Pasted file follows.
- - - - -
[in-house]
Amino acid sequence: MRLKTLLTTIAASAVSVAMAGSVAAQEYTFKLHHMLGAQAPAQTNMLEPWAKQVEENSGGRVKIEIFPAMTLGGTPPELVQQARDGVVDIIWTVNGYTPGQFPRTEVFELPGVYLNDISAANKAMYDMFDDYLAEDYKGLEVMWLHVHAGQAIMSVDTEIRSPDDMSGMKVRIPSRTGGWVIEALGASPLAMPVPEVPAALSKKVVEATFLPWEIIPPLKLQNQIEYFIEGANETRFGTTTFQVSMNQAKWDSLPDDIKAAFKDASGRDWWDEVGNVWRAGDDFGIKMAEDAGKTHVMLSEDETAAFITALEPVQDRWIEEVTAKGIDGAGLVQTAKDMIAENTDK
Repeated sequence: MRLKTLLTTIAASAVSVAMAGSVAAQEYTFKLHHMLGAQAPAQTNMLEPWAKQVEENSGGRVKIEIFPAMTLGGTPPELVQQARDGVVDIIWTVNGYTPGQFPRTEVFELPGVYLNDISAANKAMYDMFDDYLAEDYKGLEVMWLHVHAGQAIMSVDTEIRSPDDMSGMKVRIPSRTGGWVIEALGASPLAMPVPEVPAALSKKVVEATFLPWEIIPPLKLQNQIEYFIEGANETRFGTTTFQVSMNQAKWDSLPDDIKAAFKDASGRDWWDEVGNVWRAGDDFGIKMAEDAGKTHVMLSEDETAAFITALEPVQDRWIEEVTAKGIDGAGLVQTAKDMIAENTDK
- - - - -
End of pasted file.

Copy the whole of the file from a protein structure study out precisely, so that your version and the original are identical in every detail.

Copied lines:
[in-house]
Amino acid sequence: MRLKTLLTTIAASAVSVAMAGSVAAQEYTFKLHHMLGAQAPAQTNMLEPWAKQVEENSGGRVKIEIFPAMTLGGTPPELVQQARDGVVDIIWTVNGYTPGQFPRTEVFELPGVYLNDISAANKAMYDMFDDYLAEDYKGLEVMWLHVHAGQAIMSVDTEIRSPDDMSGMKVRIPSRTGGWVIEALGASPLAMPVPEVPAALSKKVVEATFLPWEIIPPLKLQNQIEYFIEGANETRFGTTTFQVSMNQAKWDSLPDDIKAAFKDASGRDWWDEVGNVWRAGDDFGIKMAEDAGKTHVMLSEDETAAFITALEPVQDRWIEEVTAKGIDGAGLVQTAKDMIAENTDK
Repeated sequence: MRLKTLLTTIAASAVSVAMAGSVAAQEYTFKLHHMLGAQAPAQTNMLEPWAKQVEENSGGRVKIEIFPAMTLGGTPPELVQQARDGVVDIIWTVNGYTPGQFPRTEVFELPGVYLNDISAANKAMYDMFDDYLAEDYKGLEVMWLHVHAGQAIMSVDTEIRSPDDMSGMKVRIPSRTGGWVIEALGASPLAMPVPEVPAALSKKVVEATFLPWEIIPPLKLQNQIEYFIEGANETRFGTTTFQVSMNQAKWDSLPDDIKAAFKDASGRDWWDEVGNVWRAGDDFGIKMAEDAGKTHVMLSEDETAAFITALEPVQDRWIEEVTAKGIDGAGLVQTAKDMIAENTDK